I've got a sentence on a learner's site, "This is the watch that I had lost" and now it's puzzling me. What's the rule to use the Past Perfect here? And why should I use specifically this tense?

It's stated, that this sentence is right and well-formed. But if someone replaced "had" by "have": "This is the watch that I have lost", it would be impossible unless the watch is shown on a photo. Is it right?

Why can't I just use the Past Simple here: "This is the watch that I lost" ?

1 Answer 1


As you say, what you would ordinarily say is

This is the watch that I lost.

If you are required by the imbecility of testwriters to use a perfect, it must be a past perfect.

Because you now have the watch, you cannot say that you have lost it (except in a very unlikely 'experiential' sense of the perfect). Consequently, only the past perfect would be at all likely.

  • CORRECTION, thanks to Sydney: It is also possible that you don't have the watch but are "showing a photo of" it; in this case the present perfect would be appropriate—but not required.

However, the past perfect is not required; in fact, it is inappropriate unless there is in the discourse some salient past time to which the perfect is related. For instance:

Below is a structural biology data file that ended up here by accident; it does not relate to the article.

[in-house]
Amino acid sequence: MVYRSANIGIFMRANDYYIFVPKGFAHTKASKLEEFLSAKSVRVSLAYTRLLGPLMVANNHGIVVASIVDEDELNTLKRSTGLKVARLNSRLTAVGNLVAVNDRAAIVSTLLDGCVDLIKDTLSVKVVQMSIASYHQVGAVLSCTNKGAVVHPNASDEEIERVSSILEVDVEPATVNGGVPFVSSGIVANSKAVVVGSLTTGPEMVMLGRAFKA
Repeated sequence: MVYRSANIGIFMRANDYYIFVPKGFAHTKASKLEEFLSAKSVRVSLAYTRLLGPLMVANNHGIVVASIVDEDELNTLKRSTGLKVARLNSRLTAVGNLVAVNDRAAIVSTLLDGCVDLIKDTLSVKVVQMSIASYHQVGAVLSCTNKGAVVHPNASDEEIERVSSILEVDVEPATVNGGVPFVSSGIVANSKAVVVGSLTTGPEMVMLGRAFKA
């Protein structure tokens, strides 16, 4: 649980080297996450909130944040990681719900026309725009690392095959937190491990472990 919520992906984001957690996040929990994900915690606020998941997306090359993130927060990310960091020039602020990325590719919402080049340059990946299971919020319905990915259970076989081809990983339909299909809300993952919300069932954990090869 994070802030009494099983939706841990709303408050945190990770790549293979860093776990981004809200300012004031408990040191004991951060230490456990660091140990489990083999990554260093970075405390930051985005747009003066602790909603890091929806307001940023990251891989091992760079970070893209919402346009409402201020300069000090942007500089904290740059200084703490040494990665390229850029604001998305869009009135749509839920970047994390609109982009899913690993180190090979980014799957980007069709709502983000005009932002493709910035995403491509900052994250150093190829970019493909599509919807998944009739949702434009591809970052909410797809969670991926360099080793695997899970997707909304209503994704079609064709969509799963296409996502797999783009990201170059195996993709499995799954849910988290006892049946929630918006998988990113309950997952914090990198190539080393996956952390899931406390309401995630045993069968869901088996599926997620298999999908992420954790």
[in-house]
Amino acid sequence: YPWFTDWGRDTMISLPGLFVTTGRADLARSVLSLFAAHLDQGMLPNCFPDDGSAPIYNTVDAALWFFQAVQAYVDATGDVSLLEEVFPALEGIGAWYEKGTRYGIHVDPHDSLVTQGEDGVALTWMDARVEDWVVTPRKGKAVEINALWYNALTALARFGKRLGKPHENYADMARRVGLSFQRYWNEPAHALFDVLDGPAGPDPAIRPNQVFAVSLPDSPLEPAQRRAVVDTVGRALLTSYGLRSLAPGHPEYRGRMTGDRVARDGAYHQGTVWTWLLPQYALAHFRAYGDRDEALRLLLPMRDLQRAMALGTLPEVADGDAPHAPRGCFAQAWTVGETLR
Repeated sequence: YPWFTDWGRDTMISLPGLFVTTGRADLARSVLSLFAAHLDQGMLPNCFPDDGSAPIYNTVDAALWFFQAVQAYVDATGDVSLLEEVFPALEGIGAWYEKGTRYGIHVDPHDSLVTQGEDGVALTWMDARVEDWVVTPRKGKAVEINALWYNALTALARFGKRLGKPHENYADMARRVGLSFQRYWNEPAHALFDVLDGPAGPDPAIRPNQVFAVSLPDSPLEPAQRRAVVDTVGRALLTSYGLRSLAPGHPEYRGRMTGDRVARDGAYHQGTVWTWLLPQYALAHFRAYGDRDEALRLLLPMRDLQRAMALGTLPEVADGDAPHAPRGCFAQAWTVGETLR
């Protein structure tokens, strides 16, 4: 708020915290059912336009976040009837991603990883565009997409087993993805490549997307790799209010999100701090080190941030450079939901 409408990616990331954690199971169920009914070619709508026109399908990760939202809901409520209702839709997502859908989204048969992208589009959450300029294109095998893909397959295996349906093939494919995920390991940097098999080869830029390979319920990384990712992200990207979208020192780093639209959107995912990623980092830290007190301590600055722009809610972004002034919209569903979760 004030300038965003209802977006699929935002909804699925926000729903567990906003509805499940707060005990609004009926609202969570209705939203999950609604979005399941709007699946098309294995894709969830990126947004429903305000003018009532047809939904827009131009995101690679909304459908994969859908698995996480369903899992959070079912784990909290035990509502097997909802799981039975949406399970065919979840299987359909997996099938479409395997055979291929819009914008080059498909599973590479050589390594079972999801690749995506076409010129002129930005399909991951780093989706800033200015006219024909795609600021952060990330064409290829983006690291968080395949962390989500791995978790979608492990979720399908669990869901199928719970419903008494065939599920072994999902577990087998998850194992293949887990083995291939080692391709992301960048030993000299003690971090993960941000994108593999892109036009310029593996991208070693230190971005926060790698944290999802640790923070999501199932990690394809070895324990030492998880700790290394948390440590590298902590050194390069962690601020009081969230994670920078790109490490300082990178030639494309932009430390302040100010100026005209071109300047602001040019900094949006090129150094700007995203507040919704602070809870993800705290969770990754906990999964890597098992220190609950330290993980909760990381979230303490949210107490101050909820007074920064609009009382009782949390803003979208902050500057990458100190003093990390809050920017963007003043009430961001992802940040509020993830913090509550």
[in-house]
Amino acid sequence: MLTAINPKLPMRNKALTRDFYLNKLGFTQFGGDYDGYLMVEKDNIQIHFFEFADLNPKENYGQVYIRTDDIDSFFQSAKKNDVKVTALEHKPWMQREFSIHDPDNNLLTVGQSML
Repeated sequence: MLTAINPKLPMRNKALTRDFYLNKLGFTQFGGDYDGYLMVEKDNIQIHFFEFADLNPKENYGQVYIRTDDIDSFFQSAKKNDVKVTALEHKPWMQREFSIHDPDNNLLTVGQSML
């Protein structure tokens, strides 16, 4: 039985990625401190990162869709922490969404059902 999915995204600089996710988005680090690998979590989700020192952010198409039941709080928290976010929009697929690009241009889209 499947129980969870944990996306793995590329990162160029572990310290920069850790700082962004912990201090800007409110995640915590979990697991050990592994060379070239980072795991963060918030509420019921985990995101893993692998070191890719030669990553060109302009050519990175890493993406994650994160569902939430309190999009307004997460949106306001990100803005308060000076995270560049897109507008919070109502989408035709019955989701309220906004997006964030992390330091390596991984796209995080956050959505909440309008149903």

Officer Thomas arrested me for behaving suspiciously, even though I told him I was looking for my watch. But my friend Joe went back and found it, right where I was looking. This is the very watch that I had lost!

  • 1
    Maybe "This is the watch that I have lost" is possible if you are showing a photo of the watch!
    – Sydney
    Jun 11, 2016 at 22:18
  • @Sydney O cunning! I'm gonna steal that. Jun 11, 2016 at 22:24
  • @Sydney, I've asked about that on the post. That's a really weird implication of using Present Perfect for me.
    – tsul
    Jun 11, 2016 at 22:29
  • @tsul So you did. I should have read more attentively. Jun 11, 2016 at 22:32
  • @tsul: I read this first thing in the morning, and missed the details.
    – Sydney
    Jun 11, 2016 at 23:48

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